DSCF8914 New Zealand fabrics and patterns in this room
Rachel has lots of stitchery samples adorning the shop, and a great range of stitchery patterns.  I love doing stitcheries, they are so handy and portable to do while travelling.  I really enjoyed pottering about this pretty shop, thank you Rachel for your friendly welcome.  Do pop in if you are passing through Kaikoura, and check out the shop on www.apatchofcountry.co.nz

Wednesday, February 15, 2012

Quilter’s Barn, Blenheim

It wasn’t too long before I came across my first quilt shop of the trip.  Tucked away in the middle of vine growing country in Blenheim, we found “The Vines Village”, boasting amongst other shops a quilt shop, and a  fudge shop.  The men made a bee-line to sample some fudge, I checked out the quilt shop.
DSCF8861 I’ve found a quilt shop
I always ask permission to take a few snaps, which was happily given.  This shop has a great range of New Zealand fabric, patterns, and kits.  Hanging on the wall was a similar “New Zealand Postcard” quilt which I made and presented to my UK pen friends during our trip several years ago.
DSCF8866 Plenty of New Zealand fabrics on offer
There was a huge range of batik fabrics too, which I adore.  This fabric is so nice to work with.
DSCF8865 Lots of delicious fabric
Fancy a mini quilt show?  Just walk down the adjacent hall and there they all are, waiting to be admired.
DSCF8868 Japanese inspired quilt
DSCF8870A Quilter’s  Life
We’re moving on to Kaikoura and I’ve heard there is a lovely quilt shop there, so ‘hopefully I’ll be able to check that out as well.  So, watch this space.  And don’t forget, you will be able to follow our travels and adventures on our South Island Odyssey Trip on our Travel Blog

Sunday, February 12, 2012

One more Sleep to go

Only one more sleep to go before we head  “down south”.  I’ve made sure that I’d packed my stitching away in the caravan - here it is all rolled up around a cardboard roll.  I’ve got several projects traced onto fabric and all ready to go.  And to keep everything clean I’ve wrapped it up in one of my fancy UK quilters tea-towels.
DSCF8843 All wrapped up and ready to stitch
I’ve traced off the design for a “Herb Farm” cushion for my daughter, a gardening picture for a friend, and just in case I run out of things to do, I’ve added a couple of Red Brolly Christmas designs too.  That should keep me busy.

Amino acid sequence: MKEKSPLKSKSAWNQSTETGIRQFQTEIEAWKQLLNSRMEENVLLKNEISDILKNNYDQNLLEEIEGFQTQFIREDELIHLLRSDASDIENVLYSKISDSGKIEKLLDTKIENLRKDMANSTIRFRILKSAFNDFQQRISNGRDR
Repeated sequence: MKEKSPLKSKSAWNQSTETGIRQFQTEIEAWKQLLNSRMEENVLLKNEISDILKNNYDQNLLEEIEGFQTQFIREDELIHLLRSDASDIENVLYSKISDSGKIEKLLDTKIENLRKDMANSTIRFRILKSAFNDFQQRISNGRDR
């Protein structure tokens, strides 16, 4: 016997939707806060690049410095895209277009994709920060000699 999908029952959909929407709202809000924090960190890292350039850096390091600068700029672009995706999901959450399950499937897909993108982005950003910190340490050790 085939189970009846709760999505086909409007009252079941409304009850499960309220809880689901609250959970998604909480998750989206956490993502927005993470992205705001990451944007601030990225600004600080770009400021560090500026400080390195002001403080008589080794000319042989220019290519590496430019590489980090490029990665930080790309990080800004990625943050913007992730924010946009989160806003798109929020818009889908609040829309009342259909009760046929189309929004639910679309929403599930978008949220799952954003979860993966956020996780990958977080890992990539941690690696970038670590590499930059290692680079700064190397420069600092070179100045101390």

DSCF8842 Things to stitch
The South Island is full of wonderful scenery and you can follow our adventures on our Travel Blog www.romanyrambler.blogspot.com

Saturday, February 11, 2012

Friday Stitchers get-together

It’s been a long time since the last monthly Friday Stitchers get-together, so it was good to catch up with everyone again.  This is the first meeting of the year, and will be my last for a while, as we heading south on Monday for an extended caravan trip.  Seems that most of the ladies have been quite busy over the last couple of months, with several finishes brought along to show everyone.  Joyce in particular had been especially busy, and had three quilts to show us.  The black and white “Snail Trail” with a touch of red is all finished and ready for her grand-daughter’s wedding.
DSCF8836 Snail Trial wedding quilt
Joyce had added a narrow folded inner border in red just inside the binding and this looked particularly effective, we all thought.
DSCF8837 A touch of red in the binding
“Through the Cottage Window” was made by Joyce for the challenge at the recent Stonestead outdoor Quilt Festival – unfortunately I was away at the time so never got the chance to attend.  Now let me see – that looks like a pussy cat gazing out the cottage window at several quilts hanging on the clothes line!  What a clever idea Joyce came up with.
DSCF8840 Through the Cottage Window
Anne was busy stitching down the binding on a very colourful house quilt she had made in a class at Thimbles and Threads, with trees of different shapes between the houses.  The narrow striped inner border and the spotted outer border add a nice finish to the quilt. 
DSCF8838 Anne’s House quilt
Another bright and cheery quilt was the cot quilt just completed by Christine.  This one is going to a friend for her little grand-son.  Here’s more of the great striped fabric, and it works so well as sashing between all those colourful blocks.
DSCF8839 Bright and cheery cot quilt
Back to Joyce again and here she is hand quilting her lovely quilt made with lots of New Zealand fabrics.  That’s going to be a big job.
DSCF8841 Joyce has started hand quilting
There were several other ladies busy chatting and sewing too.  Several were working on hexagons, and Judith was stitching down the binding (more stripes) on her glorious blue and white hand quilted masterpiece, while I was working on my last teddy stitchery block.  We had a lovely afternoon together, and it turns out that several of us will be enjoying holidays over the next few months.  No doubt there will be lots of news to catch up with on my return from our South Island holiday.